Tom Rock, Newsday: Sauce (Gardner) obviously played at such a high-level last year, how do you measure his success and his growth this year?

I’m not a stat guy, because you don’t put stats on anything, I’m sorry for the cliche answer, but he just needs to go be Sauce, just show up every day, do your absolute best, whatever happens, happens, but the beautiful thing about him is he’s another one of those intrinsically motivated individuals. It’s amazing, I mean he cares, but I think he looks at it as motivation that he was Defensive Rookie of the Year, I think he wants more, so he’s just got a great mindset that whatever step, whatever mountain he’s climbed, he’s looking for the next highest one and if he goes out and just does the best he can, it’ll be good enough.


Dennis Waszak, The Associated Press: How special was it that Sauce and Garrett (Wilson), what they were able to do together?

Yeah, for sure, I think it was the third time in NFL history, so obviously, credit to Joe (Douglas), his staff with all the studying and all the work that we were able to put in on those two. Then to (Matt) LaFleur, in the offense last year with Garrett and obviously, the defensive staff with Sauce. It’s an organizational thing. I think the entire organization should be proud, and they should be proud of themselves. They put in a lot of work. It’s a great reward, it was a great honor for them, and it’s a really cool thing for us, but when the ball kicks off on September 11, no one is going to care anymore, so we have to keep rolling.

Connor Hughes, The Athletic: With Sauce, I know you guys scouted him and evaluated him, but once you actually got him in the building and saw him on the field and saw what he was able to do last year, what surprised you? What didn’t you know that he could do or something that he was better at that you didn’t expect?

I think for me it’s just how athletic and how good in transition he is for such a big, long, lanky guy. Usually, you struggle a little bit coming out of the transition, but we knew the mindset, and we knew all that. I am going to bring D.J. (Reed) into the fold on this one because him and D.J. complement each other so well because I don’t think I have ever seen anyone strain, I mean I have, but at corner especially, the amount of strain they put into every single play to get in and out of breaks, to be perfect with alignment, perfect with technique, perfect with their eyes, and how personal they take every rep. I think that is what makes those guys so special, that’s what makes Sauce (Gardner) so special. Every play is personal, and he is trying to do his absolute best. There is no plays off, he’s not getting bored, he is challenging himself every day, and because of it I am excited to see what he does next. He is just that type of guy that no mountain is high enough, he is just going to keep trying to climb.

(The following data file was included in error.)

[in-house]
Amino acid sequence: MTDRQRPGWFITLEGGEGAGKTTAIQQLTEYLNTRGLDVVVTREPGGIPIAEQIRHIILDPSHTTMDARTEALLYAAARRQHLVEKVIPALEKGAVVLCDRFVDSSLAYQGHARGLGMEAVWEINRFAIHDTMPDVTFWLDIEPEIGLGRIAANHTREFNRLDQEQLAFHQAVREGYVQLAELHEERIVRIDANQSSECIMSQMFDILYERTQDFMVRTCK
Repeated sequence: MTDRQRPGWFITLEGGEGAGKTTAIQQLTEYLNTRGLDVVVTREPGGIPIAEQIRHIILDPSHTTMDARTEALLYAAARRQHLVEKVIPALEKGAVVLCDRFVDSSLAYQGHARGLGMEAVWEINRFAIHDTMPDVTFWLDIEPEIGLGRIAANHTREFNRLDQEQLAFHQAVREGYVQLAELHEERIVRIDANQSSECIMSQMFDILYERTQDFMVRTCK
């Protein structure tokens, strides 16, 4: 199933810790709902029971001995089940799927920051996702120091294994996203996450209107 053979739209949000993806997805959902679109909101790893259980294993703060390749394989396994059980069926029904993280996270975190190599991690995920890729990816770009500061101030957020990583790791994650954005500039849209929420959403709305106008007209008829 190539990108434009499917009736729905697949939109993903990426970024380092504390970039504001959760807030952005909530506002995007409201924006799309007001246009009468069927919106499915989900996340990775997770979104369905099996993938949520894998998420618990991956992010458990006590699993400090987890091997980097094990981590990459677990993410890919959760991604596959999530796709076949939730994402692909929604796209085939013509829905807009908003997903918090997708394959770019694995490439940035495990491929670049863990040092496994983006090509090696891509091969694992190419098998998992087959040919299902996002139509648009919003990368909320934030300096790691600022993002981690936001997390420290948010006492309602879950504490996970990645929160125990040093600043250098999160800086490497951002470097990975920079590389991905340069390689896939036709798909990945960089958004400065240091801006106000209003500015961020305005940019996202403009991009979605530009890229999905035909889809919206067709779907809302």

Brian Costello, New York Post: (Tyler) Conklin, we saw some good stuff from him last year. What can he do in this offense with (Nathaniel) Hackett and Aaron?

This offense has been really good to tight ends in terms of what Hackett did in Jacksonville with big Mercedes (Lewis) and then in Green Bay with (Robert) Tonyan. Conklin has tremendous athleticism and so much grit in the run game. For them, it’s about getting on the same page as quickly as possible. Knock on wood, that tight end group is going to be a fun group. CJ Uzomah will be back soon. You can count on him and Conklin, and (Jeremy) Ruckert have been doing a nice job. Conklin is someone that I think can really blossom in this offense. Again, it’s just a matter of getting reps with Aaron and getting reps with the offense and seeing where it goes.


What have you seen that Sauce can add to his game as far as physical?  

We’ll see as time goes. I don’t know if there was much. Obviously, you’re always going to challenge corners in the run game. That’s natural. That’s League wide, but there’s going to be stuff that I’ll let him tell you. When the pads come on, we’ll see more.